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Next, since there are four paths of selection for genetic improvement, such as sires to breed bulls (SB), sires to breed cows (SC), dams to breed bulls (DB), and dams to breed cows (DC) [4], we compared previously intended and actually practiced selection differentials for milk production and conformation traits for four paths of selection during the last two decades in Japan.
Linear regression analyses were performed on the selection differentials against the number of harvests to quantify increases in selection differential as a function of number of harvests.
Growth parameters [L.sub.[infinity]] and K jointly determine size-at-age, and it is on these parameters that we describe selection differentials. At the end of the simulation year, we computed a selection differential on each growth parameter as the percent difference between mean trait values ([L.sub.[infinity]] or K) of the unfished and fished parents.
There were some mitigating effects on the strength of selection by correlated characters as indicated by the slightly reduced selection differential, compared with the selection gradient.
Selection differentials in parents to be selected also increased, but could be realized in offspring after a period of time, which might be a source of the differences.
where [[??].sub.CS] is the estimate of the genetic gain with combined selection; C[??]v([CI.sub.ijk], [g.sub.ijk]) is the estimate of the additive genetic covariance between the scores of the combined selection index and the respective genetic values of the plants; [??] ([CI.sub.ijk]) is the variance of the selection index values; [SD.sub.CS] is the selection differential, obtained through the scores of the combined index.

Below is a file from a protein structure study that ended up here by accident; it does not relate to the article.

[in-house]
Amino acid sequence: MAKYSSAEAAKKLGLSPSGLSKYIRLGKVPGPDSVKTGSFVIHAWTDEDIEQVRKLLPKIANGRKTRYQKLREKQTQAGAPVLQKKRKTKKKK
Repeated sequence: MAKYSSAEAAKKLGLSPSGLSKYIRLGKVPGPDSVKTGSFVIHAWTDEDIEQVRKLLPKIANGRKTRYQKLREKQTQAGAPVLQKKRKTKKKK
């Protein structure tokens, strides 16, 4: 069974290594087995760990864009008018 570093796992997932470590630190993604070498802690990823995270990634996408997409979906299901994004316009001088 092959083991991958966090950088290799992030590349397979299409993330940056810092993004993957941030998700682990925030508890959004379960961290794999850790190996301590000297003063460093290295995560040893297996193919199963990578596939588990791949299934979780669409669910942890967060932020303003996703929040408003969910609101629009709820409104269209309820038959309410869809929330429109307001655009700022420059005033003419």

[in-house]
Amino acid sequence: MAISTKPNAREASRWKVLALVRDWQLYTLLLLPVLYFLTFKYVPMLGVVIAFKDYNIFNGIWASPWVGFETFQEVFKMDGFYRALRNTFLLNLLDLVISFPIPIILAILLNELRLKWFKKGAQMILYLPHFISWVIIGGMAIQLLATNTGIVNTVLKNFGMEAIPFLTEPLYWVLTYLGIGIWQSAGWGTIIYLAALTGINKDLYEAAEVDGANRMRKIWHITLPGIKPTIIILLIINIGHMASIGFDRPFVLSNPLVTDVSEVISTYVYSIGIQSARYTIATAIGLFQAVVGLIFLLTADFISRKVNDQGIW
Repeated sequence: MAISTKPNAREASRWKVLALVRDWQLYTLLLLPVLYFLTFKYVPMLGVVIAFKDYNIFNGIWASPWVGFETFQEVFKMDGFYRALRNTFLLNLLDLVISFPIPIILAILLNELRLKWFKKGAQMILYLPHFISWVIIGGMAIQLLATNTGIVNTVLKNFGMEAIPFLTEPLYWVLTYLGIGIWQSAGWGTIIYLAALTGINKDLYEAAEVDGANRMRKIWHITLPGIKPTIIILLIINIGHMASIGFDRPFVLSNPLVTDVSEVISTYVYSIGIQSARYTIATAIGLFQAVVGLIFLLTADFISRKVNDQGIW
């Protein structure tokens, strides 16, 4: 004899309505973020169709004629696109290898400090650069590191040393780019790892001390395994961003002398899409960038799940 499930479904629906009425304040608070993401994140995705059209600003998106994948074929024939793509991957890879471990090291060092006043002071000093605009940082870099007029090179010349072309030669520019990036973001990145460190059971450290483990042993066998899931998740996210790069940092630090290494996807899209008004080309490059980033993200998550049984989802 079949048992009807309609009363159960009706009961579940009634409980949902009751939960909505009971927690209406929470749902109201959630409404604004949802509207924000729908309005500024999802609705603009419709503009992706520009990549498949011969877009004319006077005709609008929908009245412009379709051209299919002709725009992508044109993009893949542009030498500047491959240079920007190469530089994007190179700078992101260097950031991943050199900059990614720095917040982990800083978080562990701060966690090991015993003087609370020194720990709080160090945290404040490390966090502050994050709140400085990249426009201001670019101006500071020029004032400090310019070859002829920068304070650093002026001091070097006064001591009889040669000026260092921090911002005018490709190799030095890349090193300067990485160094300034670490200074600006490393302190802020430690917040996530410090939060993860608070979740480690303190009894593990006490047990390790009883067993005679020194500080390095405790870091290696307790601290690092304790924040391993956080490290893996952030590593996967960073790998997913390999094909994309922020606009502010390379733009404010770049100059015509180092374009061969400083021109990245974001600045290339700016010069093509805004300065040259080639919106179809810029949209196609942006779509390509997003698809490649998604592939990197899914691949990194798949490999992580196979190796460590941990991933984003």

Marker indices 7 and 8 included all markers that had a significant effect within a population, as determined by the individual marker tests, and had a selection differential with the proper sign as determined by Diaby and Casler (2005).
As noted, in the case of directional selection, the univariate coefficient, [Beta][prime], represents the regression slope of relative fitness on the standardized character as well as the selection differential, s[prime], which is the shift in the standardized population mean before and after selection.
This skewness will lead to a slight raising of the heritability estimate because, although both generation means and selection differentials suffer a decrease in their mean values, the latter are more affected by the skewed distribution, making the regression slope steeper.
Therefore, this estimate of broad-sense heritability overestimates the percentage of the selection differential that would be retained in a cycle of selection.

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